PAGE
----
The rhythms are Latin. So are the dance moves.
A group of women are enthusiastically embracing the beat in a small classroom in a former a primary school building, as their leader calls out the next move.
But there’s nothing Latin about the venue. This is not Ecuador – its Edlington.
Today there are half a dozen in the group. Some days it is more, with as many as 35 having thrown themselves into sessions in the past.
Most of them have not done serious dancing for many years. perhaps when they used to pack the dance floor at venues like the Top Rank club in Doncaster town centre in the 60s and 70s.
But now, they have signed up for sessions paid for by Sport England to get the borough’s women back on the dancefloor.
It is a world away from the smoke filled clubs of their youth, but the women taking part in the latest session, at the Hilltop Centre in Edlington, are throwing themselves into the dancing just as much as they did all those years ago.
Officials at the Doncaster community arts group Darts have turned to dance as part of a scheme to get women across the borough moving.
They have recruited professional dance artist Charlotte Armitage to run the sessions.
The scheme was drawn up because of concerns there had been identified that there were not enough opportunities for women aged over 55 to get active.
Charlotte is working to change that.
She said: “We want to change that by offering something different.
“There are lots of groups for things like craft or social cafes, but not being active and raising the heart rate for 10 minutes a day. There is yoga and tai chi, but nothing like this.”
The Dance On sessions started in September, with enough money behind them to run them for two years. The plan is to make sure they are sustainable in the long run too, so that they keep going after that time.
The first sessions were run at The Point. Now they are also taking place at the Hill Top Centre, at Polton Close Community Centre in Stainforth, and at Thorne Moorends Miner’s Welfare Centre.
Charlotte is relishing trying something new.
In the past, her work has seen her choreographing shows and performing in places as diverse as London theatres and Whitby Goth Weekend.
The 44-year-old said: “This really interests me, and this sort of thing is becoming more and more common. People have realised that we can keep people well and prevent illness by keeping them fit and well.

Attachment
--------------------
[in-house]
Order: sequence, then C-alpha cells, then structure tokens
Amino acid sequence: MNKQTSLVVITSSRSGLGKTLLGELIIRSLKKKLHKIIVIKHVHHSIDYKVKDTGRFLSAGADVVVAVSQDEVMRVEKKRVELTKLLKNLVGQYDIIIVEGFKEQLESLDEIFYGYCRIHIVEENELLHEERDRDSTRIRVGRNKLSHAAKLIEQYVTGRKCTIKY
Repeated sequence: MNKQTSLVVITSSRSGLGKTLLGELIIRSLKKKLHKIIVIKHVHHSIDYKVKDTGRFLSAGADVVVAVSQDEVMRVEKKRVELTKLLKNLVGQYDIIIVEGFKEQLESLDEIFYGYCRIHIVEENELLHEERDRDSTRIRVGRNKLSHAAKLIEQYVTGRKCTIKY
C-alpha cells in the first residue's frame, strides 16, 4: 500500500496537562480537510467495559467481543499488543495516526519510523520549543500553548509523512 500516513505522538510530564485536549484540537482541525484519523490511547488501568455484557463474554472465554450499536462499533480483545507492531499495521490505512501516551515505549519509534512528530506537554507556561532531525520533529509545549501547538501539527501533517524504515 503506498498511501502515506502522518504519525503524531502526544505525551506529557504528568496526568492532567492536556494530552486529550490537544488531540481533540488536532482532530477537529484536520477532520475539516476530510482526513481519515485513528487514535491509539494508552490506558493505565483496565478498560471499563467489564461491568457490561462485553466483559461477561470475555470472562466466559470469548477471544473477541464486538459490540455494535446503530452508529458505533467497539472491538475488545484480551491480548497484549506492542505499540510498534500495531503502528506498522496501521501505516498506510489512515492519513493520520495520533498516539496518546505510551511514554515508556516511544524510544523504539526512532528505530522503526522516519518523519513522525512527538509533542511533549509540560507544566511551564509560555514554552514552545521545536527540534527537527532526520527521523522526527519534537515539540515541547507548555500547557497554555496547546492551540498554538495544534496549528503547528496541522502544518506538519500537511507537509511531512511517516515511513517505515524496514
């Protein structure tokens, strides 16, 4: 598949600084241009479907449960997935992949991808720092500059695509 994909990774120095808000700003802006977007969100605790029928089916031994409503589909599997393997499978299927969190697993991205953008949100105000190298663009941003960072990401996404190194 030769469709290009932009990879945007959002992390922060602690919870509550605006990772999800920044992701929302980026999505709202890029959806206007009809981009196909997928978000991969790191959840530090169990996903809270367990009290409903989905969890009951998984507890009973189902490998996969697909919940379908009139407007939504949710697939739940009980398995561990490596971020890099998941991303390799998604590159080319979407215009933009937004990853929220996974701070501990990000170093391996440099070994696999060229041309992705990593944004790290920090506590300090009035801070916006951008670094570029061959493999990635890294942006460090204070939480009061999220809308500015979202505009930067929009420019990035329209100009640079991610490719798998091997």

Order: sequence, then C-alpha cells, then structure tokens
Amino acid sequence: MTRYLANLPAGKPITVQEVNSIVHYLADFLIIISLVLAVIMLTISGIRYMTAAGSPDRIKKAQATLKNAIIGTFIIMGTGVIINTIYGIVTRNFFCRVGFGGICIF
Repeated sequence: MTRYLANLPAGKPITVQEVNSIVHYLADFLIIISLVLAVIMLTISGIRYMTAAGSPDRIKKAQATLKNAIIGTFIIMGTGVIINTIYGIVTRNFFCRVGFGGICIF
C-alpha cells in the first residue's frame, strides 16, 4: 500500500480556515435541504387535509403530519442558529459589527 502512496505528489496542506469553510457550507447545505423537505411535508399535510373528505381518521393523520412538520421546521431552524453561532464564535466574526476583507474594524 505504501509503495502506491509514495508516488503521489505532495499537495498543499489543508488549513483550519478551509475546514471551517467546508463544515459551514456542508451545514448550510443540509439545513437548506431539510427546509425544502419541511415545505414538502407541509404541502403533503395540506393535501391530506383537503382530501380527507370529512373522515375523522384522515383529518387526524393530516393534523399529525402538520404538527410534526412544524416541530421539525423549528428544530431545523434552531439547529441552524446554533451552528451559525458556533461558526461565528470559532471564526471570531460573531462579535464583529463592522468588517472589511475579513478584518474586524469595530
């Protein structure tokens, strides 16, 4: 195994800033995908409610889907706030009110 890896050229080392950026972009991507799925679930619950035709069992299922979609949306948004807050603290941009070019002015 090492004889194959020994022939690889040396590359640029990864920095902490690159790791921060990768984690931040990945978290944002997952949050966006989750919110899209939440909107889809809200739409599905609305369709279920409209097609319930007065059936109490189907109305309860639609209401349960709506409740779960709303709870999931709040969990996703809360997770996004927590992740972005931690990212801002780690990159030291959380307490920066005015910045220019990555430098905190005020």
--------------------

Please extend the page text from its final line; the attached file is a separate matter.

“The most important think is that is fun. It is bespoke for the group. We’re creative and we’ll do every dance style you can imagine – if the group wants to do it, we’ll try to engineer it.
“This group have done Irish, they’ve done Bollywood and today they're dong Samba.”
The women taking part come from the local estates – and say the Bollywood styles sessions have been their favourites.
Marion Fleming, aged 67, of Balby, a former receptionist at the Martinwells Centre in Edlington, loves the group and comes every week.
She said: "I think its fair to say none of us are very fit. But we come here and laugh a lot.
“We do lots of dances in a lot of different styles, and I've enjoyed them all, although the one I loved doing the most was the Bollywood style one."
Mary York, also of Edlington, is a 69-year-old retired nurse who worked in the operating theatre at Doncaster Royal Infirmary.
She heard about the Dance on Doncaster sessions at the Hilltop Centre while doing yoga at the same venue. Her yoga class finished, and she signed up for the dance group, along with some friends.
"I like it because it's a bit of fun," she said.
"My favourite has been the Bollywood dancing, too."
Carol McEwan, 68, from Edlington, a former council care officer, said she loved dancing in her younger days and used to go for a bop at the Top Rank club in the town centre in the 60s.
But she has mixed memories of 60s music. She once fainted at a Small Faces gig at the Doncaster Gaumont and thinks it was through dehydration as she danced.
Their has has been no fainting at the sessions at Hill Top though and she agreed the sessions were good fun.
Group member Connie Parkin, 77, used to run the Markham Main Officials Club in Edlington, holding sequence dances there.
But she said in those days, she too busy to dance herself.
She said: "It's good to keep active. We used to go to Zumba at one time, although I was never really a big dancer. This has been fun though."
Jackie Hobbs, 68, of Edlington, a former employee at the village's Wavin factory, said she and her pals had previously been regular line dancers, back in the 90s.
"We used to go every night, pretty much," she said. "We used to go to the Granby, to Wath, Bentley and Dunsville, all for the line dancing.
"We like coming here. We don't judge each others dancing - we just do it and have a laugh."
Call 01302 558041 or email firstname.lastname@example.org to join.